Grounded in the symbolic self-completion theory, the present research expands previous findings by testing the self-regulatory processes behind self-(in)completeness states. We hypothesized that the experience of incompleteness in the identity goal of being an eco-friendly vegan leads to refraining from temptations allowing us to realize a hedonic goal. The experience of completeness, in contrast, was expected to prompt succumbing to temptations. We examined these effects for multiple decisions on a number of temptations following sequentially. Study 1 demonstrated that eco-friendly vegans who experienced incompleteness were less likely to choose nonecological, attractive food products than vegans who experienced completeness and those who were in the control group. This effect was strongest for the first dish presented in a series of choices. In Study 2, we confirmed the findings of Study 1, showing that the effect was observed regardless of what dish was first presented. Additionally, we found that the effect of self-(in)completeness states held when controlling for relevant individual differences, that is, trait self-control and the pursuit of pleasure.We propose new avenues for research on self-completion theory in the contexts of self-regulation, temptations, and individual differences.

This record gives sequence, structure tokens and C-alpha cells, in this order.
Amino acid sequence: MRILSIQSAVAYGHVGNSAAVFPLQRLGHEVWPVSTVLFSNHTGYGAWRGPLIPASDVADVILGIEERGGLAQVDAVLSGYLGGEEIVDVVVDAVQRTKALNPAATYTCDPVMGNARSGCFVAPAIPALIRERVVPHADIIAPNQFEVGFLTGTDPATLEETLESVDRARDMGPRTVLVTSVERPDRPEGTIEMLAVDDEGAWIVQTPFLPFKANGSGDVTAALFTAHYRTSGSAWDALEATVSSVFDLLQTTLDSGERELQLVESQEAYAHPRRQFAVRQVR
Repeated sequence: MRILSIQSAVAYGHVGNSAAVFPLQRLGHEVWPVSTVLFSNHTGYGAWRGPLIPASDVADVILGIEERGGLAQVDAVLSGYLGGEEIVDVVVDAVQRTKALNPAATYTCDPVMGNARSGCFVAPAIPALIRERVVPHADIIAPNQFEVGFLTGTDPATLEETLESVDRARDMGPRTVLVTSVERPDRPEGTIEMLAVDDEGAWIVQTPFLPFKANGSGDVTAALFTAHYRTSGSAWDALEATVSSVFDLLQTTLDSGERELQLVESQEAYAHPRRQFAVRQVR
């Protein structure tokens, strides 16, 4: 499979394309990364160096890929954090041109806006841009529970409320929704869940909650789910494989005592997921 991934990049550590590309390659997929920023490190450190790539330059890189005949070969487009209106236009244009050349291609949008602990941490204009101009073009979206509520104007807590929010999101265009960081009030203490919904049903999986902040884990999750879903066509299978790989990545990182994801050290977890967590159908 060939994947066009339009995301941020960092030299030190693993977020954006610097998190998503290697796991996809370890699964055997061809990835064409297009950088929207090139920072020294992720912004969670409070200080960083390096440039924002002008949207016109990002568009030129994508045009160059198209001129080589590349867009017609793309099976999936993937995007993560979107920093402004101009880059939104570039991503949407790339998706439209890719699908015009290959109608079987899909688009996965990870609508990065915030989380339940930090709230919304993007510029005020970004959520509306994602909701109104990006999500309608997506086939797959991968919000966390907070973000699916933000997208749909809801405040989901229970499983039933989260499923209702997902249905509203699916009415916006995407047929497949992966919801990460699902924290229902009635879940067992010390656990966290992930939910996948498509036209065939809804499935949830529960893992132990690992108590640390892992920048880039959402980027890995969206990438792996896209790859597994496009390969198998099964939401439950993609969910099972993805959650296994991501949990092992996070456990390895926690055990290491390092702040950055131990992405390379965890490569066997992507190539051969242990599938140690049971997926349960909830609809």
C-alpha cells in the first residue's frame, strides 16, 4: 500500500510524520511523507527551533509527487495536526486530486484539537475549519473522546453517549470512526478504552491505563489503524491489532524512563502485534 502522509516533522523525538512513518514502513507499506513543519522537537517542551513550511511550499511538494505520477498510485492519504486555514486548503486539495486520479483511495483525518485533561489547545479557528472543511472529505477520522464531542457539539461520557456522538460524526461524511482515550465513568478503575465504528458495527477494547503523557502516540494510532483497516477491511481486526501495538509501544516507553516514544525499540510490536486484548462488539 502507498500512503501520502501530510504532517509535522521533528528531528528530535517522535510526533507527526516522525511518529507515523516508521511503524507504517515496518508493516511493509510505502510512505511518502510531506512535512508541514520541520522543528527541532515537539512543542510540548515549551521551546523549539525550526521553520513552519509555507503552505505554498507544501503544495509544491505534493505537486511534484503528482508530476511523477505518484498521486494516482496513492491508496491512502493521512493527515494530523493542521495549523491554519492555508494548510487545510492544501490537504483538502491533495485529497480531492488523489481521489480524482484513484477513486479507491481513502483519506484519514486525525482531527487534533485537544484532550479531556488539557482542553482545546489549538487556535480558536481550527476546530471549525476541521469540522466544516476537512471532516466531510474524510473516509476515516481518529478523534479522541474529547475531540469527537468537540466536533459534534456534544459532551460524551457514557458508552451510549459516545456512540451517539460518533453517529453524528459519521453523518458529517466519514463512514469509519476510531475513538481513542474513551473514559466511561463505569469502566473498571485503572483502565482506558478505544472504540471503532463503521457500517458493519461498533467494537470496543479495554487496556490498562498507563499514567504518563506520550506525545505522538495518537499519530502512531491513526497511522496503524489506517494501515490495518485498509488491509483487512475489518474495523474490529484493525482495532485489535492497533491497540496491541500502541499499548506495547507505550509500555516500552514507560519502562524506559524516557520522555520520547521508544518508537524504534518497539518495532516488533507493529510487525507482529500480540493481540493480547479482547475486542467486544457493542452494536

- identity goals
ASJC Scopus subject areas
- Environmental Engineering
- Developmental and Educational Psychology
- Applied Psychology
- Health, Toxicology and Mutagenesis